Branded vehicles are a common sight on the roads, acting as mobile billboards that advertise a company’s services and products.

They increase brand visibility, create a professional image and enhance customer recall.

However, this high visibility can backfire in unexpected ways. 

Any negative incident involving a branded vehicle, such as reckless driving, traffic accidents, or inappropriate driver behaviour can quickly escalate into a public relations nightmare.  

Such incidents can go viral within hours, significantly damaging brand loyalty, eroding customer and shareholder confidence and negatively impacting sales and long-term business relationships.  

Moreover, branded vehicles can attract unwanted attention from criminals.

The prominent logos and signage make it easier for thieves to identify potentially valuable contents such as expensive equipment or goods.  

To mitigate these risks, some companies have opted for unmarked vehicles.  

Avena Group doesn’t brand its vehicles and uses discreet CCTV cameras and real-time satellite tracking to monitor their fleet, ensuring the safe transportation of confidential documents, discarded workwear and digital media items without drawing unnecessary attention to the potential value of the vehicles’ contents.  

Navigating the complexities of brand management  

Brands play an integral role in corporate identity and marketing, but while they offer significant benefits they also come with potential pitfalls. 

Specialist companies that offer valuable services and expertise can help businesses navigate these challenges, ensuring that their brand remains a valuable asset rather than a liability.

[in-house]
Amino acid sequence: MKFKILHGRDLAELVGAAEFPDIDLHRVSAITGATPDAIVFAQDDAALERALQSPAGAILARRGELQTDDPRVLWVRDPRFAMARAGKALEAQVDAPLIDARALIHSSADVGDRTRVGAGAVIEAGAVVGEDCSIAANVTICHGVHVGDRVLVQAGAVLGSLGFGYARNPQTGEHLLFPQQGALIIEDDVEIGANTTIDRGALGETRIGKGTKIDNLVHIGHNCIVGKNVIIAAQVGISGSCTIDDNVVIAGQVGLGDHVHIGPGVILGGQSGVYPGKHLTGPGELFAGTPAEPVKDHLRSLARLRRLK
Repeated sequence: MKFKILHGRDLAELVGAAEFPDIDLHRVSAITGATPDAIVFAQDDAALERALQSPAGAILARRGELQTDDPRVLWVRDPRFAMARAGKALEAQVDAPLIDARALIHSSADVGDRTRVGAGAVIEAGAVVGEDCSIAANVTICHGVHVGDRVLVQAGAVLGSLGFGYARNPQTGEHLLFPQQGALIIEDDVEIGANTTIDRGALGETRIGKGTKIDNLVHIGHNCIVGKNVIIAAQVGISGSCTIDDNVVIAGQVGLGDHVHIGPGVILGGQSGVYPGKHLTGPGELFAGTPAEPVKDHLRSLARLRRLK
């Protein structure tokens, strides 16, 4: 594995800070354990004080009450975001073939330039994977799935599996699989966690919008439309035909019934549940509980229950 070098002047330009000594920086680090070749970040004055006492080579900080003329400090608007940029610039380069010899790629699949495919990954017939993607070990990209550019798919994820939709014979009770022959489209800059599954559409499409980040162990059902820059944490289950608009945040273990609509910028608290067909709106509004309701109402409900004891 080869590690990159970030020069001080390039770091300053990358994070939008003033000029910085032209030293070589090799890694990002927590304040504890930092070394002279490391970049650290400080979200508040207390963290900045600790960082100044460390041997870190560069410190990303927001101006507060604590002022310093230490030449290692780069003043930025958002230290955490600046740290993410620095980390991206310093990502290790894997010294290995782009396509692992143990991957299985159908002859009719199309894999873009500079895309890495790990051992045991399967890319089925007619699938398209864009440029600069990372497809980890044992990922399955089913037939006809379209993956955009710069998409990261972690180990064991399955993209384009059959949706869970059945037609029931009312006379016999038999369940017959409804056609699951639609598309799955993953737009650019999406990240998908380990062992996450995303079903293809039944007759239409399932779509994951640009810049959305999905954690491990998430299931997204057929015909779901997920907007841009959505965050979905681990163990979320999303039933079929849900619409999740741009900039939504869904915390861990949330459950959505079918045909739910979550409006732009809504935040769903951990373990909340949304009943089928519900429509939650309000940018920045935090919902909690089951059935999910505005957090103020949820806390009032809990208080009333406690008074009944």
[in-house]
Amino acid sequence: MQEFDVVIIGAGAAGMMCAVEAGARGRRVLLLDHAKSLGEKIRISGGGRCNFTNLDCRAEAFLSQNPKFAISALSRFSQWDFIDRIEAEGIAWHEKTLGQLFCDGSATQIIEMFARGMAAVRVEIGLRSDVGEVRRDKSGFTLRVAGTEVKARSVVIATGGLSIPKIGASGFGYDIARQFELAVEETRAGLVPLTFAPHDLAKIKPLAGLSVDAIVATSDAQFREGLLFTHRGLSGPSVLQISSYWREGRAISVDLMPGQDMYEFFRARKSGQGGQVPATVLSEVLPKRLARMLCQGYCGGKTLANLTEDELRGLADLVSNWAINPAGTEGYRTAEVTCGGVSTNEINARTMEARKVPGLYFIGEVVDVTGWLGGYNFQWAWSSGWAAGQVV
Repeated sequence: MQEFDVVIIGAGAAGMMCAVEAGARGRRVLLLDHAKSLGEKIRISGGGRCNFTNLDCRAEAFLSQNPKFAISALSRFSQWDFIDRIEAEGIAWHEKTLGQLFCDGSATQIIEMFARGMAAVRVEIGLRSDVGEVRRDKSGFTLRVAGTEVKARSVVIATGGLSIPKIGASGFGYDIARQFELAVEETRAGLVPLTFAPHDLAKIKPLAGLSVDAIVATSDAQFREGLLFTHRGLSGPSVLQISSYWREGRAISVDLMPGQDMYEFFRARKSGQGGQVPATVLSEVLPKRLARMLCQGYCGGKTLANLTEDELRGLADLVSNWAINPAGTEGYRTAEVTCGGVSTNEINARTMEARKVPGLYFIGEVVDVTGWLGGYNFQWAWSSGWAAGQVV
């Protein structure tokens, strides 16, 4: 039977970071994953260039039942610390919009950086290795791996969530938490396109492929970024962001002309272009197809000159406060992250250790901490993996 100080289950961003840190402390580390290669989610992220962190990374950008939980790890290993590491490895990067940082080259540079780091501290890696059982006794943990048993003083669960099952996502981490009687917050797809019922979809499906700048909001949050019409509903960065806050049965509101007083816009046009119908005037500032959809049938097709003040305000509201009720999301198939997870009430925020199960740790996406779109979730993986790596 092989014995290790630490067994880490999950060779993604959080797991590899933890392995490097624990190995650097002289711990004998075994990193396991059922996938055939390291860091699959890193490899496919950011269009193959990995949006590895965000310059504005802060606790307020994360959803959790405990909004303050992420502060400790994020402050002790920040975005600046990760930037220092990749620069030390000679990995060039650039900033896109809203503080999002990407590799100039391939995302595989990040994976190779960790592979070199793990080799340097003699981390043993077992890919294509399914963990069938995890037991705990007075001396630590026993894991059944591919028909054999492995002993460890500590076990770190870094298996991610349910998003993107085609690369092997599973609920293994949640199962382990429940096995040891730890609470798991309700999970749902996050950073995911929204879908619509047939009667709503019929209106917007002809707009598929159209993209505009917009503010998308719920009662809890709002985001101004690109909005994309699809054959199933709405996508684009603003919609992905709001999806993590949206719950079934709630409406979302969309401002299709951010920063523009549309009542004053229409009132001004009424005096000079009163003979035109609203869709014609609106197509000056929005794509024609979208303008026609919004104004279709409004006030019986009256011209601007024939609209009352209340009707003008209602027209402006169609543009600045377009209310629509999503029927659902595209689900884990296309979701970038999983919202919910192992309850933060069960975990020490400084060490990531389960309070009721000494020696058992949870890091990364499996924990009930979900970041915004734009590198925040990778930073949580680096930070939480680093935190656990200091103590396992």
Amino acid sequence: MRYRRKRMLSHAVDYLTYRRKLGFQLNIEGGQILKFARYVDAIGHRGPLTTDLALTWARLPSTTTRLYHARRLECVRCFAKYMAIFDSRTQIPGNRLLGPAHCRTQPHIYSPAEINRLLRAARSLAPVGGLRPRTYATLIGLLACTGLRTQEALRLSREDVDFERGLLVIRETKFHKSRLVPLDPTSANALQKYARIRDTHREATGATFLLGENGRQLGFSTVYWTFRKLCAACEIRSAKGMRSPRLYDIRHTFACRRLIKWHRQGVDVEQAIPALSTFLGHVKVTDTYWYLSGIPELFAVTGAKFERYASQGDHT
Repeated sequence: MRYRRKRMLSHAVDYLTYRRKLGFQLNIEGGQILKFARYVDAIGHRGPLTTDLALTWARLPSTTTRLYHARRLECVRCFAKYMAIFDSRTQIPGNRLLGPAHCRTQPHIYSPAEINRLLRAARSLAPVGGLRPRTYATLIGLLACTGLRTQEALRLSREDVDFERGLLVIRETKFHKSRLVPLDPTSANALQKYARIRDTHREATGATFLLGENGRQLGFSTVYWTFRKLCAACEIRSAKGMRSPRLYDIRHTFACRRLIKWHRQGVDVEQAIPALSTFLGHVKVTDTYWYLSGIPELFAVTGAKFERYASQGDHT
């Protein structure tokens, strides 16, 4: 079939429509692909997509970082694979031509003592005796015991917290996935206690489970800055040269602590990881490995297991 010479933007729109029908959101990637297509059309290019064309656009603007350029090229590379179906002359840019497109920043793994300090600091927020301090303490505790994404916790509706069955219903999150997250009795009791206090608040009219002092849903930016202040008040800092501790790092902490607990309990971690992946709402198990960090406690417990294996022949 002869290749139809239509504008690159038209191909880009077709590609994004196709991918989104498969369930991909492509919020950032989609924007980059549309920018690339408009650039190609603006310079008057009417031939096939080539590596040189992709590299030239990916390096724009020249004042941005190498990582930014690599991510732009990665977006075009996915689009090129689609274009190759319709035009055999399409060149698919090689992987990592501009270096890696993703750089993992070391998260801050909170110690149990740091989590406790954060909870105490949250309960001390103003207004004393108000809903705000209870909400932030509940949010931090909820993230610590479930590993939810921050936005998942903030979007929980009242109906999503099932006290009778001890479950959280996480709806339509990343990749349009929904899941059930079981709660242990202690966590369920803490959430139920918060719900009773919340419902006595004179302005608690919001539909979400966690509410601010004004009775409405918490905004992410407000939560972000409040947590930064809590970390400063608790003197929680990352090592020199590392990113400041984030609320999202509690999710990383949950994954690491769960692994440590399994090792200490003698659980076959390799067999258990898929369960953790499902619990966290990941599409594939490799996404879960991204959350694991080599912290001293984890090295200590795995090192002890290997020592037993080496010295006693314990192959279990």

By adopting unmarked vehicles, implementing secure textile destruction and recycling services, and committing to sustainable practices, businesses can protect their brand integrity and enhance their corporate image.  

In an era where brand perception is closely tied to public and environmental responsibility, these strategies are not just beneficial but essential for long-term success.  

Moreover, employee training and awareness programs can play a crucial role in mitigating risks associated with branded workwear and vehicles.

Educating employees about the importance of maintaining a positive public image and the potential consequences of their actions can also help prevent incidents that could damage the brand.  

The key to effective brand management therefore lies in balancing visibility with security.

This article was originally published in the July Edition of Security Journal UK. To read your FREE digital edition, click here.